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Patient Stories

You Don’t Have to Apologize for Your Feelings: It’s Okay to Have  a Meltdown
Oral CancerPatient Stories
Rebecca Blomgren felt betrayed and angry when the “bump” she had told her dentists about for years was dismissed as nothing but was finally diagnosed as advanced oral cancer. This experience has taught her to accept her fears and anxieties without apology.
Recovering from Survivor Guilt After Surviving Hurricane Katrina and Colorectal Cancer
Colorectal CancerPatient Stories
As a psychologist dedicated to helping people cope with disasters, Jamie D. Aten knew the damage “survivor’s guilt” can do. As a stage IV colon cancer survivor, he says, “I wasn’t prepared for it to hit me personally.”
How Life Came Together After It Fell Apart with a Cancer Diagnosis
Follicular LymphomaPatient Stories
For Erika Brooks, it took some time to adjust to what it means to have an incurable cancer. She says, “at first, I kept thinking it was a death sentence.” Eventually, she came to see her cancer in a different light.
Cancer and Me
LymphomaPatient Stories
Brigid Wallace contemplates the choices she made when living in the “new normal” after her cancer diagnosis. She describes the struggles and personal victories that tested her faith and strength after she learned she had non-Hodgkin lymphoma.
You Are Perfectly Healthy, It’s Just the “Good Cancer”
Patient AdvocacyPatient StoriesProstate Cancer
Dennis Golden was an active, fit, 70-year-old when he learned he had prostate cancer. He was surprised to discover that few men know the warning signs and how potentially serious it can be. In response, he formed the National Prostate Cancer Awareness Foundation to educate men about this disease.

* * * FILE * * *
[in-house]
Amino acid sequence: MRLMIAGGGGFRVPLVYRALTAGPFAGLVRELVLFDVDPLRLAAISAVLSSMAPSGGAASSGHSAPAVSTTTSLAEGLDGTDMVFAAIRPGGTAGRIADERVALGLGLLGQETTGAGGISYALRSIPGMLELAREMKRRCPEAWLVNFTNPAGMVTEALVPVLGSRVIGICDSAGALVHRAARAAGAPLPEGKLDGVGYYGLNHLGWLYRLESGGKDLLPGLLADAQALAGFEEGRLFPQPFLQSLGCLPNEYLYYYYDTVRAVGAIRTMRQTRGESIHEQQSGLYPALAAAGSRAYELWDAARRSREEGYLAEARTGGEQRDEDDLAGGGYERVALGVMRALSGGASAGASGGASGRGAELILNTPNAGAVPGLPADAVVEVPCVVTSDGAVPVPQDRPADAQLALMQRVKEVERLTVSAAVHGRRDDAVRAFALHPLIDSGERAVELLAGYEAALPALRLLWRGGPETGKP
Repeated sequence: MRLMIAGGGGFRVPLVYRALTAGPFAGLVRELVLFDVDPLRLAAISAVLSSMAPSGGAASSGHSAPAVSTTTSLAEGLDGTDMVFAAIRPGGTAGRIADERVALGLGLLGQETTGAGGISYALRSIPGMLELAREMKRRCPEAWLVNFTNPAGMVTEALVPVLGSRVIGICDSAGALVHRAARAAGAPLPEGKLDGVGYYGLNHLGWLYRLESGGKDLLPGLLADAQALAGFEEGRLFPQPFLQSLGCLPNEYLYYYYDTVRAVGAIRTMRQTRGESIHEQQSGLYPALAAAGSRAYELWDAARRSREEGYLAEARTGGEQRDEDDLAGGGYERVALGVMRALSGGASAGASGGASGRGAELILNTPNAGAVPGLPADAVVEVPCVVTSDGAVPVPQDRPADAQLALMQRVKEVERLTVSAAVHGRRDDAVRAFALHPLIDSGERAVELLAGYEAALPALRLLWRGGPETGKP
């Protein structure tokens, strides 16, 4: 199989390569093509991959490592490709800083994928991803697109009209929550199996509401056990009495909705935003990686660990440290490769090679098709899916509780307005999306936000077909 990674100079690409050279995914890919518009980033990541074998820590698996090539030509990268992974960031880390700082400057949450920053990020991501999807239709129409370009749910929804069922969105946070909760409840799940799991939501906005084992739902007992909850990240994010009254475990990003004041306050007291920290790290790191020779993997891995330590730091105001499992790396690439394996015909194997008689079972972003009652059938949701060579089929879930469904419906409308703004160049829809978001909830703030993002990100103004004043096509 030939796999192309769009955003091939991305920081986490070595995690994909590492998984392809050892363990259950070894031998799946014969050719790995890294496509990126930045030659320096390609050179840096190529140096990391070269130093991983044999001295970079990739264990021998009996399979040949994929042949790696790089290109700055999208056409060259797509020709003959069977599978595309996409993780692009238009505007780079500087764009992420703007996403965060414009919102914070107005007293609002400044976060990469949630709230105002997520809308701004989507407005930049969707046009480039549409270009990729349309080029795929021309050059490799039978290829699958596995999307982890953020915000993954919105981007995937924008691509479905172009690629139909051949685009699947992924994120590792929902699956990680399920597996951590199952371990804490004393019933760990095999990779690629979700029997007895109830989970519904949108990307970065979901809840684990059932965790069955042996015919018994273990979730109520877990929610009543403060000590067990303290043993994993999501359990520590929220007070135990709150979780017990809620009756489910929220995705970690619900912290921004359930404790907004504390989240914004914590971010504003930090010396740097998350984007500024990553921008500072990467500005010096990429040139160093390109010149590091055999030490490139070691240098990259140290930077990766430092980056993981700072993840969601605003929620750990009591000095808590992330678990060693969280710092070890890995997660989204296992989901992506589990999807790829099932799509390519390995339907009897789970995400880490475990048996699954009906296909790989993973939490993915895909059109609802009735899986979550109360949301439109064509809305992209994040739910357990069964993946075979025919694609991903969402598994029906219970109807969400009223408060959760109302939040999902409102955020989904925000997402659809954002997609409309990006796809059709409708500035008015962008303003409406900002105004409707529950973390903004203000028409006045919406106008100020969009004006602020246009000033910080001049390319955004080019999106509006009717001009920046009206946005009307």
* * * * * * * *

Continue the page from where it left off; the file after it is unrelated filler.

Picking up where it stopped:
The Cancer Bond: How I Navigate Being an Oncology Nurse and a Brain Tumor Survivor
Brain CancerPatient Stories
After the shock of being diagnosed with advanced-stage brain cancer, oncology nurse Sherry Moore’s outlook on life and her approach to her patients changed profoundly. She also learned that it was okay to be happy, angry, sad, or scared, and that grief was fluid.
Why Patients with Cancer Need to Gain Control Over Their Fundamental Health Data
Patient StoriesSurvivorship
After being diagnosed with metastatic adenocarcinoma of the esophagus in 2017, Stephen C. Aldrich realized his treatment options were limited to improving his quality of life but not extending his life. Determined to find a better option, he embarked on a mission to get his data to help design a new vaccine that resulted in his cancer remission. Read his story to find out why all patients with cancer should gain direct control over their data to identify the best treatment options for them.
There’s No Place Like Home: How a Visit to the United States Saved My Life
Financial SupportLeukemiaPatient Stories
Martin Miralda was fresh out of college when a short visit to the United States helped to save his life after he was diagnosed with leukemia. Despite his lacking health insurance as a non-resident, he received superior medical care through “Charity Care,” a service that covers necessary hospitalization for uninsured people in the country and is available in several states.
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